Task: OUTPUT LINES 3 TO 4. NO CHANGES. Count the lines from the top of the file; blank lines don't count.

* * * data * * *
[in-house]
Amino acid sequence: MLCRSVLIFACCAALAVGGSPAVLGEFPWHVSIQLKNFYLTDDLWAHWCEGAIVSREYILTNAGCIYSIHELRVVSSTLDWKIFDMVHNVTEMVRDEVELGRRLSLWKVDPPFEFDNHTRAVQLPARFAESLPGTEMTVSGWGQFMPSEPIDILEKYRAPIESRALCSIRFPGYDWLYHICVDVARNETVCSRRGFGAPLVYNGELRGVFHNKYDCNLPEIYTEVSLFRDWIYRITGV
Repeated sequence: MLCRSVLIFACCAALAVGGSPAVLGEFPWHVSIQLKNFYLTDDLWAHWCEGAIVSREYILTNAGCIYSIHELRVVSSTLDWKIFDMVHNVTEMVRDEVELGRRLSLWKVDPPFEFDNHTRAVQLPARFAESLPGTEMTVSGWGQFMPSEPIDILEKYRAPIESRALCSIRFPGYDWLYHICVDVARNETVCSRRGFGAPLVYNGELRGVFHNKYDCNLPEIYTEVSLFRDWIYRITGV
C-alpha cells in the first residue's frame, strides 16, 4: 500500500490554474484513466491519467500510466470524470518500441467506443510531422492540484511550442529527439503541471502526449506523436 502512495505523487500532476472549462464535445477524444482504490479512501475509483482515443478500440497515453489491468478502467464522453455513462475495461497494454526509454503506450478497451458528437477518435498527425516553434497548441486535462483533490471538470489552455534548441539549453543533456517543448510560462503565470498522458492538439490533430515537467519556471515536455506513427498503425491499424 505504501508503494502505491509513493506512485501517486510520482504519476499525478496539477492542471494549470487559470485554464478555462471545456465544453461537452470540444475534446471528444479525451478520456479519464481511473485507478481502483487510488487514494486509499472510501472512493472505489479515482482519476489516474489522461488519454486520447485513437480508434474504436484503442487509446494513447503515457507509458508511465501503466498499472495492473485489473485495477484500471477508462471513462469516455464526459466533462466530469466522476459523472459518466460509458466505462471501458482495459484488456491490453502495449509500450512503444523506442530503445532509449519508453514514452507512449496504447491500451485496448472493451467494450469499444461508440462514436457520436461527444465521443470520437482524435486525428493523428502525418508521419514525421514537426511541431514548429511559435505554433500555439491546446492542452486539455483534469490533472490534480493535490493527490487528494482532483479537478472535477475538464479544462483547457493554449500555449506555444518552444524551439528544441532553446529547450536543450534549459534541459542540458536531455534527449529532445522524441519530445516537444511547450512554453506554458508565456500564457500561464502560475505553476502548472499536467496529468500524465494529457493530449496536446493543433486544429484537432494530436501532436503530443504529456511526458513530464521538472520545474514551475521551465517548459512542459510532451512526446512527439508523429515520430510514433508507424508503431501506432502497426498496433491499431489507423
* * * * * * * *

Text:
Repeated sequence: MLCRSVLIFACCAALAVGGSPAVLGEFPWHVSIQLKNFYLTDDLWAHWCEGAIVSREYILTNAGCIYSIHELRVVSSTLDWKIFDMVHNVTEMVRDEVELGRRLSLWKVDPPFEFDNHTRAVQLPARFAESLPGTEMTVSGWGQFMPSEPIDILEKYRAPIESRALCSIRFPGYDWLYHICVDVARNETVCSRRGFGAPLVYNGELRGVFHNKYDCNLPEIYTEVSLFRDWIYRITGV
C-alpha cells in the first residue's frame, strides 16, 4: 500500500490554474484513466491519467500510466470524470518500441467506443510531422492540484511550442529527439503541471502526449506523436 502512495505523487500532476472549462464535445477524444482504490479512501475509483482515443478500440497515453489491468478502467464522453455513462475495461497494454526509454503506450478497451458528437477518435498527425516553434497548441486535462483533490471538470489552455534548441539549453543533456517543448510560462503565470498522458492538439490533430515537467519556471515536455506513427498503425491499424 505504501508503494502505491509513493506512485501517486510520482504519476499525478496539477492542471494549470487559470485554464478555462471545456465544453461537452470540444475534446471528444479525451478520456479519464481511473485507478481502483487510488487514494486509499472510501472512493472505489479515482482519476489516474489522461488519454486520447485513437480508434474504436484503442487509446494513447503515457507509458508511465501503466498499472495492473485489473485495477484500471477508462471513462469516455464526459466533462466530469466522476459523472459518466460509458466505462471501458482495459484488456491490453502495449509500450512503444523506442530503445532509449519508453514514452507512449496504447491500451485496448472493451467494450469499444461508440462514436457520436461527444465521443470520437482524435486525428493523428502525418508521419514525421514537426511541431514548429511559435505554433500555439491546446492542452486539455483534469490533472490534480493535490493527490487528494482532483479537478472535477475538464479544462483547457493554449500555449506555444518552444524551439528544441532553446529547450536543450534549459534541459542540458536531455534527449529532445522524441519530445516537444511547450512554453506554458508565456500564457500561464502560475505553476502548472499536467496529468500524465494529457493530449496536446493543433486544429484537432494530436501532436503530443504529456511526458513530464521538472520545474514551475521551465517548459512542459510532451512526446512527439508523429515520430510514433508507424508503431501506432502497426498496433491499431489507423